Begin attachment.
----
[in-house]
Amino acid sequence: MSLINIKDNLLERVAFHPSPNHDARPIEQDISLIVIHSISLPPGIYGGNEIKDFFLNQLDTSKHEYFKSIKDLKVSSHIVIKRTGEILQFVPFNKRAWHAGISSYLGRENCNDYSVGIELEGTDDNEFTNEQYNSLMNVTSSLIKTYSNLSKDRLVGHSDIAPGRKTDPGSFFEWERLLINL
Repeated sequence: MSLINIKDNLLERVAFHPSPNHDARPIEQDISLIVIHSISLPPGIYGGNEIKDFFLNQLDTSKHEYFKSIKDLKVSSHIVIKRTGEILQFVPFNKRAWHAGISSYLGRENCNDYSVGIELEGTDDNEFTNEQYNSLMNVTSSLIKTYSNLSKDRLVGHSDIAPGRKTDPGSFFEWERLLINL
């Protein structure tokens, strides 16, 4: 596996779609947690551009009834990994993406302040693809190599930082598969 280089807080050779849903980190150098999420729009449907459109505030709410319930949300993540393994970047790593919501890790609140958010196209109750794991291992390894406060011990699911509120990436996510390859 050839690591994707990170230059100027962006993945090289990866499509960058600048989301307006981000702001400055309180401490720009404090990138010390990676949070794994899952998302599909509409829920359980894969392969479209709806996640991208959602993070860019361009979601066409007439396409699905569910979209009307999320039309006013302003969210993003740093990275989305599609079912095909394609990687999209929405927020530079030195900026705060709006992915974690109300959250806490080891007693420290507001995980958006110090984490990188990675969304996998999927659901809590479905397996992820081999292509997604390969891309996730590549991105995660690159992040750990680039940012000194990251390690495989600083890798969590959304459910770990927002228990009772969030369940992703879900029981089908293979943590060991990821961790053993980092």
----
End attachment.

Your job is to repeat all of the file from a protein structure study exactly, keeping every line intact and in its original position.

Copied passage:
[in-house]
Amino acid sequence: MSLINIKDNLLERVAFHPSPNHDARPIEQDISLIVIHSISLPPGIYGGNEIKDFFLNQLDTSKHEYFKSIKDLKVSSHIVIKRTGEILQFVPFNKRAWHAGISSYLGRENCNDYSVGIELEGTDDNEFTNEQYNSLMNVTSSLIKTYSNLSKDRLVGHSDIAPGRKTDPGSFFEWERLLINL
Repeated sequence: MSLINIKDNLLERVAFHPSPNHDARPIEQDISLIVIHSISLPPGIYGGNEIKDFFLNQLDTSKHEYFKSIKDLKVSSHIVIKRTGEILQFVPFNKRAWHAGISSYLGRENCNDYSVGIELEGTDDNEFTNEQYNSLMNVTSSLIKTYSNLSKDRLVGHSDIAPGRKTDPGSFFEWERLLINL
């Protein structure tokens, strides 16, 4: 596996779609947690551009009834990994993406302040693809190599930082598969 280089807080050779849903980190150098999420729009449907459109505030709410319930949300993540393994970047790593919501890790609140958010196209109750794991291992390894406060011990699911509120990436996510390859 050839690591994707990170230059100027962006993945090289990866499509960058600048989301307006981000702001400055309180401490720009404090990138010390990676949070794994899952998302599909509409829920359980894969392969479209709806996640991208959602993070860019361009979601066409007439396409699905569910979209009307999320039309006013302003969210993003740093990275989305599609079912095909394609990687999209929405927020530079030195900026705060709006992915974690109300959250806490080891007693420290507001995980958006110090984490990188990675969304996998999927659901809590479905397996992820081999292509997604390969891309996730590549991105995660690159992040750990680039940012000194990251390690495989600083890798969590959304459910770990927002228990009772969030369940992703879900029981089908293979943590060991990821961790053993980092």